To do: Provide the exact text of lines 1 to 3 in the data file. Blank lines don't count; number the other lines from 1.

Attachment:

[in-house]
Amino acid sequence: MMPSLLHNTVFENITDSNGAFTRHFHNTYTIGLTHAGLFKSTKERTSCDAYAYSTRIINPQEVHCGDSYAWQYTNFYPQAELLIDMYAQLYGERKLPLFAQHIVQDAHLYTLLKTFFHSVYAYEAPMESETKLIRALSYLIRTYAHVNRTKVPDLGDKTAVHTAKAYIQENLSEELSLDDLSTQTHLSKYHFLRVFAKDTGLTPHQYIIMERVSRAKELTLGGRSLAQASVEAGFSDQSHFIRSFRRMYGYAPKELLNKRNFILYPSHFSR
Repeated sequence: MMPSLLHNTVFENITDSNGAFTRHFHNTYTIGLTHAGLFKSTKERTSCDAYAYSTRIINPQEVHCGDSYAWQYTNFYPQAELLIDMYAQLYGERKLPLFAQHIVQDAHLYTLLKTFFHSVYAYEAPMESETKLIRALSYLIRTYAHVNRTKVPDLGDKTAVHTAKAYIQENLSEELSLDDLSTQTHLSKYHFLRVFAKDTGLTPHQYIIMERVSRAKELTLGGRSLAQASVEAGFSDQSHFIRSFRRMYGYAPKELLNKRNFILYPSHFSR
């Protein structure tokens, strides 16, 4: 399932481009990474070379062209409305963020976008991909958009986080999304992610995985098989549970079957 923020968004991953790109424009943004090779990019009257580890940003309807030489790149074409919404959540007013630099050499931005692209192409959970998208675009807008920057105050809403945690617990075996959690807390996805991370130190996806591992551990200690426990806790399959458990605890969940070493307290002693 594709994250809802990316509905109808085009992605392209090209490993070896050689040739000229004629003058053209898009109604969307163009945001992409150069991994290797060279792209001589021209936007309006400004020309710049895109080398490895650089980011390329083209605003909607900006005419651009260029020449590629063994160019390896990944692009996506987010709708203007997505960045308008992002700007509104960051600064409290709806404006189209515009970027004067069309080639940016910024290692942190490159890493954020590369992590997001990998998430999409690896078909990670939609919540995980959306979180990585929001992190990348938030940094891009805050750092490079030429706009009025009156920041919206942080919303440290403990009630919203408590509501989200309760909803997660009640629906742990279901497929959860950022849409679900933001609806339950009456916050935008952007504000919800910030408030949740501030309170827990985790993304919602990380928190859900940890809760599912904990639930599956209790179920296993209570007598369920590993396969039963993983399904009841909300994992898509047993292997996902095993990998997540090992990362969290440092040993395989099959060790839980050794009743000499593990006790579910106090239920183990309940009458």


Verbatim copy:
[in-house]
Amino acid sequence: MMPSLLHNTVFENITDSNGAFTRHFHNTYTIGLTHAGLFKSTKERTSCDAYAYSTRIINPQEVHCGDSYAWQYTNFYPQAELLIDMYAQLYGERKLPLFAQHIVQDAHLYTLLKTFFHSVYAYEAPMESETKLIRALSYLIRTYAHVNRTKVPDLGDKTAVHTAKAYIQENLSEELSLDDLSTQTHLSKYHFLRVFAKDTGLTPHQYIIMERVSRAKELTLGGRSLAQASVEAGFSDQSHFIRSFRRMYGYAPKELLNKRNFILYPSHFSR
Repeated sequence: MMPSLLHNTVFENITDSNGAFTRHFHNTYTIGLTHAGLFKSTKERTSCDAYAYSTRIINPQEVHCGDSYAWQYTNFYPQAELLIDMYAQLYGERKLPLFAQHIVQDAHLYTLLKTFFHSVYAYEAPMESETKLIRALSYLIRTYAHVNRTKVPDLGDKTAVHTAKAYIQENLSEELSLDDLSTQTHLSKYHFLRVFAKDTGLTPHQYIIMERVSRAKELTLGGRSLAQASVEAGFSDQSHFIRSFRRMYGYAPKELLNKRNFILYPSHFSR